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Missing Ted Kennedy

M2X00199_9.JPGMatt Yglesias and Kevin Drum are discussing what Ted Kennedy could have meant to the final weeks of this debate. Both agree that he would be voting for the Senate bill, and Drum notes that "One of Kennedy's great regrets in life was not accepting Richard Nixon's proposal to provide universal healthcare in 1971. He changed his mind in 1973 and came close to cutting a deal with Nixon, but by then AMA opposition combined with the distraction of Watergate took it off the table, not to return for another two decades ... So you really hardly have to guess here."

I'd make the point a different way. Kennedy's seat is currently occupied by Paul Kirk. Before Kirk's appointment, he served as the chairman of the board of directors of the John F. Kennedy Library Foundation, and a member of the board of directors of the Edward M. Kennedy Institute for the United States Senate. He is as pure a Kennedy surrogate as could possibly be constructed. And he has not even broached voting against this bill.

But the issue is not so much Kennedy's vote as his absence. If you know the health-care debate really well, it means a lot to say that Jay Rockefeller and Sherrod Brown support this bill. If you don't know the debate very well, it means virtually nothing. Kennedy was the only liberal with the stature to sell a painful compromise to the base. Would he have succeeded? I'm skeptical. As one of the authors of No Child Left Behind and the original draft of the Medicare Prescription Drug Benefit (though he opposed the conference report of that bill), he would have come under withering attack as a sell-out. I'm not sure we ever could have been anywhere but here. But if other paths were available, Kennedy would have been the one to find them.

Photo credit: By Jason Reed/Reuters

By Ezra Klein  |  December 17, 2009; 11:43 AM ET
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Next: Shoud the White House have been firmer on the public option?


Instead we have irresponsible prima donna bomb throwers like Howard Dean, Joe Lieberman, and Ben Nelson.

Posted by: cmpnwtr | December 17, 2009 11:50 AM | Report abuse

OK Ezra. I can only take so much condescension from the so-called "policy wonk" left. Paul Kirk is so weak politically that he'd be the last person in the Senate to stick his neck out to oppose the Senate bill. You know this, since you're a bright guy, so why are you trying to convince progressives that Paul Kirk's support is actually like Ted Kennedy talking from the grave?

I understand and respect your defense of what's on the table, but this just simply isn't great public policy and it's horrible politics. Stick to the "it's a compromise, and all compromises stink, so let's just pass it" because the rest is just a dog and pony show that makes you look less than honest.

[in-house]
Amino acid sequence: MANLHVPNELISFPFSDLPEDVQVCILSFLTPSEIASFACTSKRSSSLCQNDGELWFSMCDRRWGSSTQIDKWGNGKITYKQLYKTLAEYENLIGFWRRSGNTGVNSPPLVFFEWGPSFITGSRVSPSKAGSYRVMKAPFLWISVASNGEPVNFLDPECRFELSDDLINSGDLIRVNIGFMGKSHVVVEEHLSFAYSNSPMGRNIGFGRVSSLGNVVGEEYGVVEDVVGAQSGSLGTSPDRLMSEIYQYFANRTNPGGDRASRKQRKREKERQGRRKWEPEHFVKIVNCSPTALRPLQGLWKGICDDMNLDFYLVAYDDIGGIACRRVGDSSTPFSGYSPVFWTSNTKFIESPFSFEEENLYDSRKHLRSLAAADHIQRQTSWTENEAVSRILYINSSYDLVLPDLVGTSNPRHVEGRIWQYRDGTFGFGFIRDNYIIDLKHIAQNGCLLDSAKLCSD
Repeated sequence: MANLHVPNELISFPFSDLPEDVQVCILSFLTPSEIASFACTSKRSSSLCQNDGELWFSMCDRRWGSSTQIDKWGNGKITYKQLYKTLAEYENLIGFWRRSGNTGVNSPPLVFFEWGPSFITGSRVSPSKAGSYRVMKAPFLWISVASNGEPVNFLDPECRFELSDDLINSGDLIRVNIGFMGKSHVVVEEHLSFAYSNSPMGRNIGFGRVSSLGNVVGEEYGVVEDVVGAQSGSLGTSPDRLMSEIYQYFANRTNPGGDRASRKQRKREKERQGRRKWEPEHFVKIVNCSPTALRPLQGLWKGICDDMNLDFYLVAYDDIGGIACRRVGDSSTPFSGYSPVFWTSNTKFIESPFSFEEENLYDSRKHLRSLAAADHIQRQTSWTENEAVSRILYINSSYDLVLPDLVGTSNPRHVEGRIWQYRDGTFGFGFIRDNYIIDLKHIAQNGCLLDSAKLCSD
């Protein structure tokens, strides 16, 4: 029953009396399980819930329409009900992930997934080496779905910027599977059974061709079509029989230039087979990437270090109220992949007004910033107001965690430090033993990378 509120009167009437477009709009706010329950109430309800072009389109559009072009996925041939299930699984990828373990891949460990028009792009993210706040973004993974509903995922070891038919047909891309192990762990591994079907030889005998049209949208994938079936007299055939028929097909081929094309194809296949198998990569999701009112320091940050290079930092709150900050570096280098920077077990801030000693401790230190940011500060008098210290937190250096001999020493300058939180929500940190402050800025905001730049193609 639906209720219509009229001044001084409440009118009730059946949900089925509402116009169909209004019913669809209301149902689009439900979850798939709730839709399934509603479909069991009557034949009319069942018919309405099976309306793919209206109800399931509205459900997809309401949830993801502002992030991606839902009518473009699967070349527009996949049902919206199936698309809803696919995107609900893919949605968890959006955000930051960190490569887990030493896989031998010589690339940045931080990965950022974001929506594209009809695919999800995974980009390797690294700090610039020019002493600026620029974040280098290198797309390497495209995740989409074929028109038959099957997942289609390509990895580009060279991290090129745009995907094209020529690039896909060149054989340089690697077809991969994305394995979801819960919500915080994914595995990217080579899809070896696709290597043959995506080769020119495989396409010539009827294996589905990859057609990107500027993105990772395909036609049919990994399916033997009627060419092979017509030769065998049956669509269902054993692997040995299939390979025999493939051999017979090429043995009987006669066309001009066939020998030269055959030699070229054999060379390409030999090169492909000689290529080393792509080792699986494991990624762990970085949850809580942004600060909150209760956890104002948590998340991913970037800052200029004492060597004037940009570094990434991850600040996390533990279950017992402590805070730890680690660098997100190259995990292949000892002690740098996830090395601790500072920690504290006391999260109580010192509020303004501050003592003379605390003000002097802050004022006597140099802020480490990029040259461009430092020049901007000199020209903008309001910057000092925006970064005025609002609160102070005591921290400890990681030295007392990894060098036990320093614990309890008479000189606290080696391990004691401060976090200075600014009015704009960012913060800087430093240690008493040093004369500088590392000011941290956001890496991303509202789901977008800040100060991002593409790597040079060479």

Posted by: besmit02 | December 17, 2009 11:59 AM | Report abuse

Big Media Matt, Kevin(I was for Iraq war before I was against it) and Baby Ezra = The Psychic Friends Network.

Posted by: Canonera | December 17, 2009 12:06 PM | Report abuse

It's a sad state of affairs when you believe that an alleged hard-drinking womanizer, who could have probably been charged in a suspicious death would be the person to bring the party together. There is something a bit strange here.

Posted by: my4653 | December 17, 2009 12:19 PM | Report abuse

Ezra, I agree with your take on where we are, at this point, in the politics of HCR. If the bill were as emasculated as some think, or as potentially fiscally damaging as the really dumb among us (Mitch McConnell, for instance) contend, then we wouldn't see the pathetic, sad-loser delay tactics that are now marched out by Republicans in the Senate.

This is a huge defeat for the Right, no matter what sanguine or smug look they screw their faces into. The threat for the stingy SOBs is that, when the bill is law, it will be improved and, at some point in history, made pretty much whole. They will not be able to take any credit for such an outcome and when people are praising the effects of the HCR that is being born now, the Republican party, Joe Lieberman and the "responsible" moderates will be seen for the petulant punks that they are, willing, as it were, to commit double-suicide because nobody would feel sorry for them.

As for what Kennedy could bring, look at this video of Teddy on the Senate floor not so long ago haranguing the Republicans for - guess what? - obstruction and delay.

Posted by: yourpooruncle | December 17, 2009 12:56 PM | Report abuse

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